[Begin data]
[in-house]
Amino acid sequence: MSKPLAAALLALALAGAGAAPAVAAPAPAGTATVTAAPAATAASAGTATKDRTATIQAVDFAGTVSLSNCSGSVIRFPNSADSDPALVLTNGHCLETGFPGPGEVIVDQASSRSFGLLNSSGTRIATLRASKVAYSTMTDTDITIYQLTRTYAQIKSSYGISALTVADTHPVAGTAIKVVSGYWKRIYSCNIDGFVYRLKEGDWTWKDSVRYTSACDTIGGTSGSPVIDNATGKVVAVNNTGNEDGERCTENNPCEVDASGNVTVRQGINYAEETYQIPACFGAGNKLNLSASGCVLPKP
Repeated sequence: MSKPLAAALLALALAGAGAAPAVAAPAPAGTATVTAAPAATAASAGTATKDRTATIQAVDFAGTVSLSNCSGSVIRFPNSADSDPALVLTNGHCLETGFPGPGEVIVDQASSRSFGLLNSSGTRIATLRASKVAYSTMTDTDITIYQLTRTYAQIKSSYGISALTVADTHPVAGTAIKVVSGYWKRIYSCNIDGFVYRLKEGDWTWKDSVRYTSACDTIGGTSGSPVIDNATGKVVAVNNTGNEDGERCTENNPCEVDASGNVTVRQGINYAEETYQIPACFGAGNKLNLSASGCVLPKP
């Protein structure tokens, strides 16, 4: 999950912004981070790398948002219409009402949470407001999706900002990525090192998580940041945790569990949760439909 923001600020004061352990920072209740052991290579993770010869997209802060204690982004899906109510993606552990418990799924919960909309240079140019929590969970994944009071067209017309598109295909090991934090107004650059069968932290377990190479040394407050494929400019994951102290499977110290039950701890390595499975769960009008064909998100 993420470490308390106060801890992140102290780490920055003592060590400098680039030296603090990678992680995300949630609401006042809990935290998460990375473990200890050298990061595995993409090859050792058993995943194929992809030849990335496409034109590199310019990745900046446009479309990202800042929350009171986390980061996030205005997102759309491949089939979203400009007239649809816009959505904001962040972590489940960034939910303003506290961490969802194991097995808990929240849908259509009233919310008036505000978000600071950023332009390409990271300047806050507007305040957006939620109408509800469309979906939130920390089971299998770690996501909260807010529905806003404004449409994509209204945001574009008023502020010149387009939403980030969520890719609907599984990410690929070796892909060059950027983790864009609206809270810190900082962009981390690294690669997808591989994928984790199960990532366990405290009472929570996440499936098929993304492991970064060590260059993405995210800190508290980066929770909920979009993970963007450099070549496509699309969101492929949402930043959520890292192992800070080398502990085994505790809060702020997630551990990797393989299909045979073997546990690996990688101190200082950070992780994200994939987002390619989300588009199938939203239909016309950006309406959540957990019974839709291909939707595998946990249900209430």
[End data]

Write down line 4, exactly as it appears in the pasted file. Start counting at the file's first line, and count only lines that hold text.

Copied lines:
């Protein structure tokens, strides 16, 4: 999950912004981070790398948002219409009402949470407001999706900002990525090192998580940041945790569990949760439909 923001600020004061352990920072209740052991290579993770010869997209802060204690982004899906109510993606552990418990799924919960909309240079140019929590969970994944009071067209017309598109295909090991934090107004650059069968932290377990190479040394407050494929400019994951102290499977110290039950701890390595499975769960009008064909998100 993420470490308390106060801890992140102290780490920055003592060590400098680039030296603090990678992680995300949630609401006042809990935290998460990375473990200890050298990061595995993409090859050792058993995943194929992809030849990335496409034109590199310019990745900046446009479309990202800042929350009171986390980061996030205005997102759309491949089939979203400009007239649809816009959505904001962040972590489940960034939910303003506290961490969802194991097995808990929240849908259509009233919310008036505000978000600071950023332009390409990271300047806050507007305040957006939620109408509800469309979906939130920390089971299998770690996501909260807010529905806003404004449409994509209204945001574009008023502020010149387009939403980030969520890719609907599984990410690929070796892909060059950027983790864009609206809270810190900082962009981390690294690669997808591989994928984790199960990532366990405290009472929570996440499936098929993304492991970064060590260059993405995210800190508290980066929770909920979009993970963007450099070549496509699309969101492929949402930043959520890292192992800070080398502990085994505790809060702020997630551990990797393989299909045979073997546990690996990688101190200082950070992780994200994939987002390619989300588009199938939203239909016309950006309406959540957990019974839709291909939707595998946990249900209430």